Gunmen shouting in a foreign language killed six worshippers in a church near the coastal city of Mombasa on Sunday, an attack of the kind that Islamist militants have been carrying out in retaliation for Kenya's intervention in neighboring Somalia.
Witnesses said the attackers burst in through the church's back door before shouting out and opening fire on the congregation.
"Both carried big guns and began shooting all over the place. I fell to the ground and could hear screams," said Lilian Omondi, who was leading a prayer meeting at the time.
Blood-spattered Bibles and overturned plastic chairs and bullet casings lay strewn across the floor.
The attackers tried to raid a second church nearby but fled when armed police on patrol in the area appeared. A top Interior Ministry official later said they had escaped, and there was no immediate claim of responsibility.
The Somali Islamist militant group al-Shabab and its local sympathizers have carried out similar attacks in Kenya, some of them on churches, in revenge for the Kenyan army's intervention against al-Shabab in Somalia.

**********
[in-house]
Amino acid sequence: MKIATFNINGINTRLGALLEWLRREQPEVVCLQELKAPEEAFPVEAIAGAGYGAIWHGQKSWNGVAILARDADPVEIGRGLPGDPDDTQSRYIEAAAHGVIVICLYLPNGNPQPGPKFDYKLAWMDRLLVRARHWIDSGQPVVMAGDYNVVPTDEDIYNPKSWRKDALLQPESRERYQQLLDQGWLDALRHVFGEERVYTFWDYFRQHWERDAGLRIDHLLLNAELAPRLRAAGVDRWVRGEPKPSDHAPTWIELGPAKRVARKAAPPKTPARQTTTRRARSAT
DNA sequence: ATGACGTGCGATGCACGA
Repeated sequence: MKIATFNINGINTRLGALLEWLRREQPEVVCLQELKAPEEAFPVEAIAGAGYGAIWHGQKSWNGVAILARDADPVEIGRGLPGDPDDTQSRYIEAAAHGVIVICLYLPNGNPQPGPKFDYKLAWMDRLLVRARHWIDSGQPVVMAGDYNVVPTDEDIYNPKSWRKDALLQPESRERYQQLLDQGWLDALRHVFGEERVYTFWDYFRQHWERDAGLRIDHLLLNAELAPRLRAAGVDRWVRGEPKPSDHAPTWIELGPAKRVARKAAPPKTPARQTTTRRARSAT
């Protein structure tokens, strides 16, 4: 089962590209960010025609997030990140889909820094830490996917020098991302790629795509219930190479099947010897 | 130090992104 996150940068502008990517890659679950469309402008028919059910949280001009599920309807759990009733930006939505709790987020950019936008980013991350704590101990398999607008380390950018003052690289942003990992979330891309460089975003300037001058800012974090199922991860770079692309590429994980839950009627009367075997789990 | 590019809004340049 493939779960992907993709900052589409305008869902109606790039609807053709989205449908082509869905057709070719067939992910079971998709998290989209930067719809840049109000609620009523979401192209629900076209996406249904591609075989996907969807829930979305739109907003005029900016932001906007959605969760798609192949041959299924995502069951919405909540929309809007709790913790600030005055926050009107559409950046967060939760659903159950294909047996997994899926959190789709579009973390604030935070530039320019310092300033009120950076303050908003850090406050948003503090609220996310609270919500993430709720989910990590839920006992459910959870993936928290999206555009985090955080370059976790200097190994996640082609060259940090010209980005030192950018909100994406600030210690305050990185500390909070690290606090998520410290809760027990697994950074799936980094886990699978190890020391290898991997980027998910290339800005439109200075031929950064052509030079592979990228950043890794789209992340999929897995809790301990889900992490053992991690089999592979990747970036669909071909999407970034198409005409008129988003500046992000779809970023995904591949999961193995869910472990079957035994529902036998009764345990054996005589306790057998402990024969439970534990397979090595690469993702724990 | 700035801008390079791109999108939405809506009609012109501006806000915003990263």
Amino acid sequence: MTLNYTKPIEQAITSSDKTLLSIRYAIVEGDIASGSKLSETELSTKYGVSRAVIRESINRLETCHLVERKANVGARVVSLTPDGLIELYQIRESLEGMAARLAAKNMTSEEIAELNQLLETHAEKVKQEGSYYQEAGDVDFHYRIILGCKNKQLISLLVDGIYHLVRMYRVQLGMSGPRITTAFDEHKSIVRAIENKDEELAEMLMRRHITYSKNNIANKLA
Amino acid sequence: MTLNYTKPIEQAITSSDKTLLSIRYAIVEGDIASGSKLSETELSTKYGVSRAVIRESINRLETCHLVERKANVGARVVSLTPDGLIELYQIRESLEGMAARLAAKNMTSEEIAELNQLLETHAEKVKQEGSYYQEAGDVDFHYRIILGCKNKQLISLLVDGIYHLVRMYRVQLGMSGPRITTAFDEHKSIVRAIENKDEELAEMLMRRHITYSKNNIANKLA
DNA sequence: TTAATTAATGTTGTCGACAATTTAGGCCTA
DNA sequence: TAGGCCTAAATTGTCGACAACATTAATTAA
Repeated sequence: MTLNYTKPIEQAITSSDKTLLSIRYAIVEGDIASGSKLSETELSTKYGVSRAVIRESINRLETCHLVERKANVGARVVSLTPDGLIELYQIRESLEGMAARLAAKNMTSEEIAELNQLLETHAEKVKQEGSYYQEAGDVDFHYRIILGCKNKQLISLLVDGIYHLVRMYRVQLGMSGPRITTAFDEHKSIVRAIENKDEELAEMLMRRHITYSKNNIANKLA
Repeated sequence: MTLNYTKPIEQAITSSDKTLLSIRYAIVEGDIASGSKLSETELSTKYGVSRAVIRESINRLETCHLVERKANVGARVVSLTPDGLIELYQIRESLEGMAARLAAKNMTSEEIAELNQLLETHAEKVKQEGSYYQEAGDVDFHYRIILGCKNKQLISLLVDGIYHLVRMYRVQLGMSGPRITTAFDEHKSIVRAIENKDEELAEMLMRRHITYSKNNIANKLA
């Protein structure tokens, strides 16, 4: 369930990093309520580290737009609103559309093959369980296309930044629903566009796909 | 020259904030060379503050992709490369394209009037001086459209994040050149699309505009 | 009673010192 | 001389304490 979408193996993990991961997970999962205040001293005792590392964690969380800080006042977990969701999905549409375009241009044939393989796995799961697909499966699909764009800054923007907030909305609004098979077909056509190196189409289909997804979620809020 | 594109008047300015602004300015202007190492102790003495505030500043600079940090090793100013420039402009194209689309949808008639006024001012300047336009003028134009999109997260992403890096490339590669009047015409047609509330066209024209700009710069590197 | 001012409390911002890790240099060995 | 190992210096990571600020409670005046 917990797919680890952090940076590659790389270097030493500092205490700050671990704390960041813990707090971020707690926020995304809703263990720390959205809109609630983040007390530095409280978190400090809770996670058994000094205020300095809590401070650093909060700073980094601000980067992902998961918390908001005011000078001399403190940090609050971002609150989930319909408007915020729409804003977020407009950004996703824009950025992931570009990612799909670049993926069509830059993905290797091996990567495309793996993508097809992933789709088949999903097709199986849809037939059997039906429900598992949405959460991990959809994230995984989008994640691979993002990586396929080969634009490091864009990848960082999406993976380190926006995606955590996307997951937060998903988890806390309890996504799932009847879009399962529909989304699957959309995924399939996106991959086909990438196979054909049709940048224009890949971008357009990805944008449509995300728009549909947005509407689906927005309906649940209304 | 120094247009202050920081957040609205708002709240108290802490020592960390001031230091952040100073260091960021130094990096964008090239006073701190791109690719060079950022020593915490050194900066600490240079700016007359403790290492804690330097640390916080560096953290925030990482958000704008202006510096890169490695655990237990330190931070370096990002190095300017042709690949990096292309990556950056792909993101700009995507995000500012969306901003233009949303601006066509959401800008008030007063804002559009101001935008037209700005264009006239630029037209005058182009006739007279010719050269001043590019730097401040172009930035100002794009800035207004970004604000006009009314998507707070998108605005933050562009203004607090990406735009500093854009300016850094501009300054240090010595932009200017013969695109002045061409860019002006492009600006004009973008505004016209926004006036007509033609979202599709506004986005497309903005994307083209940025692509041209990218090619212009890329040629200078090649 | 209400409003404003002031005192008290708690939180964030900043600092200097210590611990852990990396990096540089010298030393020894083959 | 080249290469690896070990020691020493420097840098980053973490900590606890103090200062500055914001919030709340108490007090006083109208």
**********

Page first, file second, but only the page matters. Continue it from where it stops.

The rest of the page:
The Kenyan coast's large Muslim minority, many of whom feel marginalized by the predominantly Christian government, have been a fertile recruitment ground for Islamist militant networks.
Breaking up those networks has become a priority for the Nairobi government, but moderate clerics say its heavy-handed tactics have fueled resentment among Muslim youths.
Nairobi Mall Attack
Kenyans are increasingly alarmed at the relative ease with which militants appear to move around East Africa's biggest economy—a recipient of U.S. counter-terrorism funding.
Parliament called for better coordination between the security and intelligence agencies after 67 people were killed in an al-Shabab attack on a shopping mall in Nairobi in September.
Local police chief Robert Mureithi said Sunday's assault had "all the indicators of a terrorist attack because the attackers did not steal anything and appeared focused on killing."
Police threw a dragnet over the Likoni neighborhood, where the shooting occurred, rounding up more than 100 youths for questioning, Mureithi said.
Two people were killed at the church and four more died of gunshot wounds in hospital, according to the Kenyan Red Cross.
At Mombasa's main hospital, doctors handed reporters x-rays showing bullets lodged in the skulls of a 2-year-old boy, whose mother was killed, and a male adult they were treating.
"The attackers have not done this on behalf of any religion or right-thinking group," said Sheikh Juma Ngao, a prominent Muslim cleric in Mombasa.
"If they are hoping to drive a wedge between religious groups in this region, then they are greatly mistaken."
Writing by Richard Lough; Editing by Kevin Liffey
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